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Insights into Mobile Multimedia Communications. Signal Processing and its Applications

  • ID: 1766571
  • Book
  • October 1998
  • Elsevier Science and Technology

Personal multimedia communication is the major growth area in engineering today with many people across the world in industry and academia working on the design of future generations of mobile radio systems and source coding methods. Before multimedia applications can be truly successful in mobile environments, many technologically demanding problems must be resolved. In order to provide the user with a suitable end-to-end service for multimedia applications, complex systems, interfaces and coding schemes need to be developed. In mobile multimedia, the air interface bandwidth requirements are likely to be dominated by the needs of one key service: video. Even with today's most aggressive compression algorithms, the needs of video exceed the bandwidth available with existing mobile connections. Although available bandwidth will increase, with the introduction of UMTS and local services based on wireless LANs (such as HiperLan), it is clear that advances in radio technology and air interface design must go hand in hand with innovations in source and channel coding.

The purpose of this book is to present an integrated view of advanced radio systems, network architectures and source coding that demonstrates the state-of-the-art as well as future directions in this rapidly developing field. The book acts as a repository of ideas, design examples, and advanced techniques for research staff, practicing engineers, and technical managers alike. Since the contributions are drawn from international experts in both academia and industry, the book should be attractive to both practicing professional engineers and researchers worldwide.

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Part 1. Research Trends and Technical Developments
Part 2. Multimedia Services on Digital Cellular Networks
Part 3. Third Generation Mobile Multimedia Systems
Part 4. Source Coding: Speech and Audio
Part 5. Source Coding: Video and Multimedia
Part 6. Error Resilient Coding for Multimedia Applications
Part 7. Advanced Radio Techniques
Part 8. Wireless LAN Technology for Future Multimedia Services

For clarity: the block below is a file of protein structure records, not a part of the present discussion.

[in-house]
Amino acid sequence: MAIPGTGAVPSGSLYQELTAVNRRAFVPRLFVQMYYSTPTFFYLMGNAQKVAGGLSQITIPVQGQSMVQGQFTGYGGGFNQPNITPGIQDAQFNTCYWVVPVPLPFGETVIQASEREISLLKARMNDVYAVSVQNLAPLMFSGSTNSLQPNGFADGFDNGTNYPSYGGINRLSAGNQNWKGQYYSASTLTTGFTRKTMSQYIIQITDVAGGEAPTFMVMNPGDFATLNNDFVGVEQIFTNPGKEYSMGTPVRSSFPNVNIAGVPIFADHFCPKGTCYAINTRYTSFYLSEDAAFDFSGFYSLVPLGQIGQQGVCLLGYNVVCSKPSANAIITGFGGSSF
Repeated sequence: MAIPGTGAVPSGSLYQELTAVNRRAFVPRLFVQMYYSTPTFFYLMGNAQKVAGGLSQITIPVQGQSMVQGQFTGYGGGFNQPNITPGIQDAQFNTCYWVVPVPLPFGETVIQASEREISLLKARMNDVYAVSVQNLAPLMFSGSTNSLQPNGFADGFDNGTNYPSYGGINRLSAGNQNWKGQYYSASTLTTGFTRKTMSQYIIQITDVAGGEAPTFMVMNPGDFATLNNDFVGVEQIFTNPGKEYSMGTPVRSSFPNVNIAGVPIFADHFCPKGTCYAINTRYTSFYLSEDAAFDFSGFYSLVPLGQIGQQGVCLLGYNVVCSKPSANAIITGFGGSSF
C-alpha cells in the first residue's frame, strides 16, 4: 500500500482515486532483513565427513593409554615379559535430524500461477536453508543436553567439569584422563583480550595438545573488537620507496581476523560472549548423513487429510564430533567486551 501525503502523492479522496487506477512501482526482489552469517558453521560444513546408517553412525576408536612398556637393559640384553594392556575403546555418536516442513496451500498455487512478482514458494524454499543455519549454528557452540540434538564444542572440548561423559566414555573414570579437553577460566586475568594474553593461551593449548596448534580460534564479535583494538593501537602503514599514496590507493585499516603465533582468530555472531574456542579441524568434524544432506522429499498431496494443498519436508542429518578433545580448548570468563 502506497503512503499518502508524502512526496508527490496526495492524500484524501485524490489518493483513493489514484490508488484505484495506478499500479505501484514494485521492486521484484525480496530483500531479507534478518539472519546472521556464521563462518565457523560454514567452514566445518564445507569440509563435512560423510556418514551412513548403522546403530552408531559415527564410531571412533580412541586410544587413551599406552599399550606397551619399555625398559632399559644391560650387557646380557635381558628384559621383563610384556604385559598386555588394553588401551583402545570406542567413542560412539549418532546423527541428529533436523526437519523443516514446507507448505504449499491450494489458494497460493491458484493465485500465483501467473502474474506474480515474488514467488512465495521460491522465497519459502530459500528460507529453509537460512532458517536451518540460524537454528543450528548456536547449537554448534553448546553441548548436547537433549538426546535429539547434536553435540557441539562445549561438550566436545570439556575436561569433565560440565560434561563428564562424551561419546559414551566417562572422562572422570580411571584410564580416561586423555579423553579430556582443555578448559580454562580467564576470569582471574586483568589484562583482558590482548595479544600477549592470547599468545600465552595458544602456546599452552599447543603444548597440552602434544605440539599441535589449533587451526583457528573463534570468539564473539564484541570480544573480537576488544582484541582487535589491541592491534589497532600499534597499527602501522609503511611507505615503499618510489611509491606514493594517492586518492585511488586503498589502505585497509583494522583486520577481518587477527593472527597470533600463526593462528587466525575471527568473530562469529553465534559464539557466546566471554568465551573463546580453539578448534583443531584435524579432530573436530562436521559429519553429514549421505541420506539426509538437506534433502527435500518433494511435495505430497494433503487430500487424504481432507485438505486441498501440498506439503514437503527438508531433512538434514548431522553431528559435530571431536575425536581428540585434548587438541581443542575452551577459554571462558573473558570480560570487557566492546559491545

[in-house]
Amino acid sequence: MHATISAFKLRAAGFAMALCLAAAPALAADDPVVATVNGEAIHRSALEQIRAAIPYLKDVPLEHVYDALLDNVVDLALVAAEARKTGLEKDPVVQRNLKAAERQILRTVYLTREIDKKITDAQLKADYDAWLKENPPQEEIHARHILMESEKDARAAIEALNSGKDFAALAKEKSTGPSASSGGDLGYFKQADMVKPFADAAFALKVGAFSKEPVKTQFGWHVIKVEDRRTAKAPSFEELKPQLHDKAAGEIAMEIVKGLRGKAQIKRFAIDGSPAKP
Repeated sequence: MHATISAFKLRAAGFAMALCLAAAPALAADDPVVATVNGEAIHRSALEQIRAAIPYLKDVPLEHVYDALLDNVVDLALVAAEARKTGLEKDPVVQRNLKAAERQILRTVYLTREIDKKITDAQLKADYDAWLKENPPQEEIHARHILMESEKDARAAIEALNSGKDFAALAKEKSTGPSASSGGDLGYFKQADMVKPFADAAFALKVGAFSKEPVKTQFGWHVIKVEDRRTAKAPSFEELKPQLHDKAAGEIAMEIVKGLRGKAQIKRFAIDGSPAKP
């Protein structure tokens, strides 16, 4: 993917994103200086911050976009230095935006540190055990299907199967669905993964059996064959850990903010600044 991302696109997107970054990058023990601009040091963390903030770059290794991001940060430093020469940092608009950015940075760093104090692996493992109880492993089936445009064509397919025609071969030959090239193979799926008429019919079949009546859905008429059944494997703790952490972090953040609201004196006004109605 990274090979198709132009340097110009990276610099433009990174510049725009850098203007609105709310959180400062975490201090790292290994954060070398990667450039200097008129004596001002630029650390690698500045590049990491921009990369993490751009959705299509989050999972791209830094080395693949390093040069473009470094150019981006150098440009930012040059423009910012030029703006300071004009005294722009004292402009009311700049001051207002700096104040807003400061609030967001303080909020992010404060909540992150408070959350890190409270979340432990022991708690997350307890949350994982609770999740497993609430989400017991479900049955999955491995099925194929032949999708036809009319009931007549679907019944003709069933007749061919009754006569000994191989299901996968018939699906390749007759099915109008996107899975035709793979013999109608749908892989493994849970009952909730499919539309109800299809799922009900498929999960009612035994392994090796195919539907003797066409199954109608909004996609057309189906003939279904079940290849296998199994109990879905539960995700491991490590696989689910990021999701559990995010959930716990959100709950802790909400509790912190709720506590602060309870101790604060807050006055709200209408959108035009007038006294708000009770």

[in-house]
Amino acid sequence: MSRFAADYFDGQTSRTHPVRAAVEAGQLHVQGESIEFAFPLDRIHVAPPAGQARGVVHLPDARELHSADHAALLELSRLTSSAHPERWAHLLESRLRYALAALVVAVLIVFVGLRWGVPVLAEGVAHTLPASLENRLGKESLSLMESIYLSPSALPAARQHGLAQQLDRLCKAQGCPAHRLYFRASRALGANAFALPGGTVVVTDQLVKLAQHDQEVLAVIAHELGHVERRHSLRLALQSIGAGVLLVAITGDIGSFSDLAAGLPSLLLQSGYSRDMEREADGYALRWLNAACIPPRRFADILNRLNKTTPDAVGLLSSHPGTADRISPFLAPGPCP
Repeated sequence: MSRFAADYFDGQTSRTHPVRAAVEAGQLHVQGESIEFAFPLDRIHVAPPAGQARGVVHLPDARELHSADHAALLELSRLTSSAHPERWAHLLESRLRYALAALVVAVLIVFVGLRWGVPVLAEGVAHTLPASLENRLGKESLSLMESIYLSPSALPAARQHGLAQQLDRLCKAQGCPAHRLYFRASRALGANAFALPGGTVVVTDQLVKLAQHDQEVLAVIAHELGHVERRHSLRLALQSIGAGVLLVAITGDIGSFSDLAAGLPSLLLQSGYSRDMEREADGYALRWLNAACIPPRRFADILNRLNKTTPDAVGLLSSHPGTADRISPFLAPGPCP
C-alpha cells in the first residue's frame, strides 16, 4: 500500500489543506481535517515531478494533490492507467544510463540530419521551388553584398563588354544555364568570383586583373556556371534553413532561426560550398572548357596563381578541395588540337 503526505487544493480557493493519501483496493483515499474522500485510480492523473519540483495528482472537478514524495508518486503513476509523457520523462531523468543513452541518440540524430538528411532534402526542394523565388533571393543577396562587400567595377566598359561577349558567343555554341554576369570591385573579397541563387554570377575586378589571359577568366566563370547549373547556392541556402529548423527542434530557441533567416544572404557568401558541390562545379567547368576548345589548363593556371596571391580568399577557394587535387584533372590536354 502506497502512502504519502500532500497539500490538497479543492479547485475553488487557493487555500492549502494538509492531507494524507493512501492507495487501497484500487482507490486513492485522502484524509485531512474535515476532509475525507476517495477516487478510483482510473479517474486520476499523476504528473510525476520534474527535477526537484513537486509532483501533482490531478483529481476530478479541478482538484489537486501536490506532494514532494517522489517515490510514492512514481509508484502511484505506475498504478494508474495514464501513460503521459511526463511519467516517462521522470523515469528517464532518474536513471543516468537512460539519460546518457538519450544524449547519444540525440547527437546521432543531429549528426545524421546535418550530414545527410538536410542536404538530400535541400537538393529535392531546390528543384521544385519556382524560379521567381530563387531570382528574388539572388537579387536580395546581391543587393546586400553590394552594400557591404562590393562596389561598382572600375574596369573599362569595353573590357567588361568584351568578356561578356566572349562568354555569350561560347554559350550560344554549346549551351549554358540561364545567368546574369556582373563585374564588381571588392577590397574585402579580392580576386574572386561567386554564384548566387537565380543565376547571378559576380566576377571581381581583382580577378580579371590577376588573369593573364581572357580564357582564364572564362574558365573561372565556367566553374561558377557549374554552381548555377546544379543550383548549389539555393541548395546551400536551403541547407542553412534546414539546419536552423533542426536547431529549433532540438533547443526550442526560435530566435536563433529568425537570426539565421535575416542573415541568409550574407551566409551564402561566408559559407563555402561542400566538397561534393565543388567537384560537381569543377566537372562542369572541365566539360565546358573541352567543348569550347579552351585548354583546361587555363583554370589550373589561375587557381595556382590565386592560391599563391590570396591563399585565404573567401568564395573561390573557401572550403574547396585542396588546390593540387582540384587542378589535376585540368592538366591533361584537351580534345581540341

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Bull, David R.
David Bull is Professor of Signal Processing and Deputy Director of the Centre for Communications Research at the University of Bristol, UK. He leads the Image Communications Group in the Centre for Communications Research at Bristol and is also Deputy Directory of the CCR. Prior to taking up his post at Bristol in 1992 he was an Electronic Systems Engineer at Rolls Royce and subsequently a University Lecturer at The University of Wales. He has worked widely in the fields of 1 and 2-D signal processing and has published over 150 papers in these areas. He has received two premium awards for his research papers and holds several patents. He is currently a Director of the Virtual Centre of Excellence in Digital Broadcasting and Multimedia Technology and is also a member of the Programme Management Committee for the EPSRC/DTI LINK program in Broadcast Technology.
Canagarajah, C. Nishan.
Nishan Canagarajah, Ph.D., has been a lecturer in Digital Signal Processing at Bristol since March 1994. Prior to this he was employed as a Research Assistant at Bristol investigating DSP aspects of mobile radio receivers. He has a BA in engineering and a Ph.D., both from the University of Cambridge. His current research interests include image and video coding, speech processing, non-linear filtering techniques and the application of signal processing to medical electronics. He has worked closely with several companies in the fields of signal processing and image coding and has published numerous journal and conference papers in these areas. Dr. Canagarajah is actively involved in the UK VCE in Digital Broadcasting and Multimedia Technology. He is a member of IEE Professional Group E5 (Signal Processing).
Nix, Andrew R.
Andrew Nix received his Ph.D. in Digital Communications from Bristol and has been a lecturer in Communication Systems since 1994. He has been a member of the ETSI RES10 group since 1994, participating in drafting Europe's first High Performance Radio LAN standard (HIPERLAN). He is active in the UK VCE in Mobile Communication Systems. His recent research has involved the development of new indoor and outdoor 'deterministic' propagation models for analyzing the performance of proposed radio designs. He has worked closely with several companies and has published over 50 Journal and Conference papers in these areas. He is an Associate Editor of IEEE transactions on Communications.

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